August 24, 2014
This issue is now obsolete. For latest references please see: KHTK Mindfulness. The specific reference that updates this issue is Inconsistency in KHTK.
This was part of a basic series of essays, which started this blog. These essays were later revised and the original versions were deleted. However, these essays were then added back to maintain a complete record.
The basic idea introduced in this essay was that of INCONSISTENCY in the form of dispersal or fixation of attention.


The attention gets immediately drawn to commotion in an area that is generally quiet. Similarly, attention gets drawn to a moment of sudden lull in an area that generally full of hustle bustle. As soon as we become aware of the unusual factor that got introduced, our attention returns to normal. It is the same thing when the attention is fixed on a location, on a person, on some event or phenomenon in one’s environment

To free up attention that is fixed, one should look closely at the area of fixation to discover what has been added that should not be there.

Sometimes an area looks strange. The attention gets dispersed and becomes hard to focus until it dawns on you that something is missing. This happens to a degree when a friend has shaved his beard or moustache. It is difficult to notice when something is missing unless one has some idea of what should have been there in the first place. It is the same thing when one cannot bring oneself around to study a subject or to execute a project.

To free up attention that is dispersed and hard to focus, one should look closely at the area of dispersal to discover what is missing that should be part of the scene.

In each of the exercises below, look closely at the areas of non-optimum attention and experience whatever comes up. Do this until your attention is no longer fixed or dispersed when looking at that area.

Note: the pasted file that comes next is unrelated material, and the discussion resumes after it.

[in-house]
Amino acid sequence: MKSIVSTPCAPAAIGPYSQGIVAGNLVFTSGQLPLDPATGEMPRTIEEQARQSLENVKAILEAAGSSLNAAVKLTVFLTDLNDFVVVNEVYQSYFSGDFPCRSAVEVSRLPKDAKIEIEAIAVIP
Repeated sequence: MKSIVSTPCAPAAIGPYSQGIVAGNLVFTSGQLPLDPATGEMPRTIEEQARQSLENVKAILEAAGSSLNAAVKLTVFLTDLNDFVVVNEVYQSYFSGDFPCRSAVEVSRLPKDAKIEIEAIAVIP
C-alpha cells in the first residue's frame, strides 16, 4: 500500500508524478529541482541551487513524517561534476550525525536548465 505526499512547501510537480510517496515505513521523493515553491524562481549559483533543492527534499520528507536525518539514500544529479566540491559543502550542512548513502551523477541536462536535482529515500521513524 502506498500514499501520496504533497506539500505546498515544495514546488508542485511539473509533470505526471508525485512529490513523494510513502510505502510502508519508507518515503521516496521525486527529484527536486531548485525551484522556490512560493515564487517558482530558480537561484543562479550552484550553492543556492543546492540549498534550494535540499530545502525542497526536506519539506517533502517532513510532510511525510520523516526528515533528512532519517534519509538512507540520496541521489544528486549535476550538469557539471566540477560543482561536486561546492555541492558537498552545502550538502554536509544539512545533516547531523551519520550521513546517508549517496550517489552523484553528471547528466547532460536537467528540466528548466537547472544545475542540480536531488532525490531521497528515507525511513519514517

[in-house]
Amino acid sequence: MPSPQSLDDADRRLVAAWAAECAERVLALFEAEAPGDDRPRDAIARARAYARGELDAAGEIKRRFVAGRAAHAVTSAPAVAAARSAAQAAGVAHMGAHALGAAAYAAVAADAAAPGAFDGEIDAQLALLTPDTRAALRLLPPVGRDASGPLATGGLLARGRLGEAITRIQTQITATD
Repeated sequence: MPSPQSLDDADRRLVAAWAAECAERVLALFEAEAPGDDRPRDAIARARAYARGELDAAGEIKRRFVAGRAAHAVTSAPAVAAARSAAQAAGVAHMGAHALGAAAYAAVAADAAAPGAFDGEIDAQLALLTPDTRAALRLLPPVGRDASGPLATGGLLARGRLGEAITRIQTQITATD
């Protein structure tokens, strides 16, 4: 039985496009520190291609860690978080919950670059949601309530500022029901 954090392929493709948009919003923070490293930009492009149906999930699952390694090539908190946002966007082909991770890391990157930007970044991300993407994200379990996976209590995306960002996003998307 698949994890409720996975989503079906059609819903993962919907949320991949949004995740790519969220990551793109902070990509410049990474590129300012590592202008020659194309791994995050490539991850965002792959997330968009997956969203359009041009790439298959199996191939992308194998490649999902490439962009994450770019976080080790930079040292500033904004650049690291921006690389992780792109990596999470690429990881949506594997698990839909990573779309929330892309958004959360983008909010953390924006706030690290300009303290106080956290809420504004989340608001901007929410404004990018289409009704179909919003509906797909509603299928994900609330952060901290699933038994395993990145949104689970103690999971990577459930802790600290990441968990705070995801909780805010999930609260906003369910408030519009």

If thoughts enter your mind, simply notice them for what they are. Do not push them away or suppress them. Do not add any expectations, inferences, or justifications. Treat these thoughts as part of the environment.

If you feel wistful, anxious or tired, or encounter any feeling while looking at the environment, don’t push it away or add to it. Just feel whatever comes up without avoiding or resisting it, and continue to observe the environment.

Exercise 3-2

Go for a walk in the neighborhood. Look and experience things, accepting their presence. End off when the attention is optimum (free).

Exercise 3-3

Go to a coffee shop. Observe and experience the surroundings, and the people there. End off when the attention is optimum (free).

Exercise 3-4

Go for a walk in a park. Look and experience things as far as your eye can see.  End off when the attention is optimum (free).

Exercise 3-5

Go to crowded places like a market, bus station, or airport. Quietly observe the people and the surroundings. Freely experience any feelings. End off when the attention is optimum (free).


Both comments and trackbacks are currently closed.
%d bloggers like this: